A television producer whom I had treated for a urinary infection returned to my office, and I could tell from his facial expression that he had not come to see me only about the infection. Whatever was on his mind wasn’t something he found easy to talk about. When he finally said, “Doctor, I cannot get an erection anymore,” I was surprised. He had a reputation as a Casanova who took pride in his virility. We talked for a while about his life. I explored the possibility that he, as a single man who liked a variety of partners, might feel frightened by the AIDS epidemic. No, he said, he was careful to thoroughly screen partners and practice safe sex. I thought he might be under some professional stress. He assured me that wasn’t the case. In fact, he enjoyed sex as an outlet for his built-up tension.

As I took his medical history, I stumbled upon the answer. Since I had last seen him, he had been diagnosed with high blood pressure. The good news was that the hypertension itself was not affecting his sexual performance. The bad news was that the prescription medication he was taking to control it was affecting his ability to have an erection.

A number of therapeutic agents can cause erection and/or ejaculatory problems, even in men who have never experienced such problems before. Unfortunately, few rigorous scientific studies are reported on the subject. Most of what we know about erectile dysfunction associated with the use of common medicines is anecdotal or reported by manufacturers as possible side effects.

When I suspect that a specific drug might be responsible for a patient’s ED, I reduce the dose or eliminate the drug entirely. I do this in cooperation with the patient’s primary physician. In the case of the television producer, we safely lowered the dosage of his antihypertensive medicine, and he was quickly back on track.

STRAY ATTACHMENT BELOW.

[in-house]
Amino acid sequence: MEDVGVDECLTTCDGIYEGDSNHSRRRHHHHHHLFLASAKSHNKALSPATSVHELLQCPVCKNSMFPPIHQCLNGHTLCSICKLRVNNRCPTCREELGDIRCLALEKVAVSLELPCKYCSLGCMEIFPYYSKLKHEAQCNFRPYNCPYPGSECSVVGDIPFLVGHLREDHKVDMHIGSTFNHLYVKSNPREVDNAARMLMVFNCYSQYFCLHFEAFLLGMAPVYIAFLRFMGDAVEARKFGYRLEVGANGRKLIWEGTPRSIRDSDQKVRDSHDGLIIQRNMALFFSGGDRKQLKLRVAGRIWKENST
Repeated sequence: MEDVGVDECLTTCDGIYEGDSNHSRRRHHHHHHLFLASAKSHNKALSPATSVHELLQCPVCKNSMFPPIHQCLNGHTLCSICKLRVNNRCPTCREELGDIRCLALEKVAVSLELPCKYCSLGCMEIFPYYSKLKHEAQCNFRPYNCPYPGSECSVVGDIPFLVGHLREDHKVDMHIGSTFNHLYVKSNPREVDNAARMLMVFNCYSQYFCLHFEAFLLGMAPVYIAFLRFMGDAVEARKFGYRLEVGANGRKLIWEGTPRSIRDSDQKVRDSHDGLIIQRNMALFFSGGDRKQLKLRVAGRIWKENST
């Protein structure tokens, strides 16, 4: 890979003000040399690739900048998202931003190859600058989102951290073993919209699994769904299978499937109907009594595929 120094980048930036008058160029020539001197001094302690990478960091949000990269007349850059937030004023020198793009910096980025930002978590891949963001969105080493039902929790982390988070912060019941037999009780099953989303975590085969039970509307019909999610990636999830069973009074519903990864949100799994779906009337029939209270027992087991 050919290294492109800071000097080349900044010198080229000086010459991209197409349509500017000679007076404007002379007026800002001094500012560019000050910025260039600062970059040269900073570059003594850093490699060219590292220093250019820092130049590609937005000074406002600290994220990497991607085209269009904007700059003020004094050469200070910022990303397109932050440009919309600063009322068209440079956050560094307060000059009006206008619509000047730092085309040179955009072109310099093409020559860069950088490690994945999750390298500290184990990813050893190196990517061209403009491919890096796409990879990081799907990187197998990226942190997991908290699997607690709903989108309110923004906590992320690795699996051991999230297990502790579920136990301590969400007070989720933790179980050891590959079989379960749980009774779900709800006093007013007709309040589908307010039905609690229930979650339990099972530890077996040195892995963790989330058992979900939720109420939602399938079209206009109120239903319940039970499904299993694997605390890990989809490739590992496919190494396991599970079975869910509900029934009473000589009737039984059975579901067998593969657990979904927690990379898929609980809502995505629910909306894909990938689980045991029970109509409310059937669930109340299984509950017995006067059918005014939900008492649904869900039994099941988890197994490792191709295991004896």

Blood pressure medications are not the only culprits, although they are probably the most common. Sexual dysfunction is listed as a potential side effect of virtually every antihypertensive agent. These medications work in different ways to lower blood pressure, so their effects on erections also vary. If you are taking medication for high blood pressure and suspect that it may be having an adverse effect, consult your physician. You might be able to switch to a different class of drugs. Do not stop your medication for hypertension to get a better erection or you risk increasing the possibility of a stroke!

Other drugs that can diminish sexual function include diuretics, as well as some medications used to treat anxiety, depression, and other psychiatric disturbances. These can cause diminished libido, retarded ejaculation, or erection problems. Various ulcer medications can also cause impotency.

Always consult your physician before discontinuing treatment. Reducing a dosage or stopping the use of a particular medication can cause a complicated and potentially life-threatening situation. Many forces, not just the medication, can contribute to your ED. Most patients who take medications for hypertension are of advanced age and may suffer from more than one illness. Approximately 10 percent of patients who require antihypertensive drugs have significant sexual dysfunction before starting treatment. Similarly, depression triggered by the illness itself can also cause sexual problems.

The sexual side effects of the drugs have to be weighed against the consequences of the diseases themselves. In some cases, switching medications or adjusting the dosage is an easy solution. When that is not possible, living with diminished sexual function might be wiser than risking aggravating a serious medical condition by disrupting treatment. Such decisions require delicate clinical judgment and require a frank and thorough discussion with your physician to consider all possible options.


Photo by Rural Health Professions Action Plan, CC BY 2.0